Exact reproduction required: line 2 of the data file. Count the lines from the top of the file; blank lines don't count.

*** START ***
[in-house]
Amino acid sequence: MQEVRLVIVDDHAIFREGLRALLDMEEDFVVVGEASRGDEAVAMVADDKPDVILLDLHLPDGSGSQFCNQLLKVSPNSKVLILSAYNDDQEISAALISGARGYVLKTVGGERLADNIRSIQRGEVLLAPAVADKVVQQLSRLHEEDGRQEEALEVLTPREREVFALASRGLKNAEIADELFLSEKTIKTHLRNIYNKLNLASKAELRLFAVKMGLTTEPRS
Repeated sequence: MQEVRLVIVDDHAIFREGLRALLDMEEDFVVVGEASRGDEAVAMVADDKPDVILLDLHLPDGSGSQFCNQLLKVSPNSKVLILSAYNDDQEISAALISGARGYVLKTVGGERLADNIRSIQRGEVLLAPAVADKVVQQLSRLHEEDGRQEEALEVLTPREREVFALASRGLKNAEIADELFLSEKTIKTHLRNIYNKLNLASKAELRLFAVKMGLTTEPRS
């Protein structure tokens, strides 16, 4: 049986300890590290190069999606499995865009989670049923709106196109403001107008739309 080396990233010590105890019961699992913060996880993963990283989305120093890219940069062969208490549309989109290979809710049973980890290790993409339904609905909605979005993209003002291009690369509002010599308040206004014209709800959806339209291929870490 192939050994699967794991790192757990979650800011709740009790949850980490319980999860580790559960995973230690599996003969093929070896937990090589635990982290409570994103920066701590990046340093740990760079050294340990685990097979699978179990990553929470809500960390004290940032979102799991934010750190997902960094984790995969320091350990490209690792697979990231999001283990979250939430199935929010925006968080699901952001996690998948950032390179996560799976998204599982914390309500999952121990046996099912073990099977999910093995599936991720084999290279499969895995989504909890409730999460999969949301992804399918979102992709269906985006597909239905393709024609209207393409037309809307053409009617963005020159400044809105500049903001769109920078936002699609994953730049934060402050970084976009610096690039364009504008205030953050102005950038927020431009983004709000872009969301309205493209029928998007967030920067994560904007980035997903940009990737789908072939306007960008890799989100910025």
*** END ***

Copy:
Amino acid sequence: MQEVRLVIVDDHAIFREGLRALLDMEEDFVVVGEASRGDEAVAMVADDKPDVILLDLHLPDGSGSQFCNQLLKVSPNSKVLILSAYNDDQEISAALISGARGYVLKTVGGERLADNIRSIQRGEVLLAPAVADKVVQQLSRLHEEDGRQEEALEVLTPREREVFALASRGLKNAEIADELFLSEKTIKTHLRNIYNKLNLASKAELRLFAVKMGLTTEPRS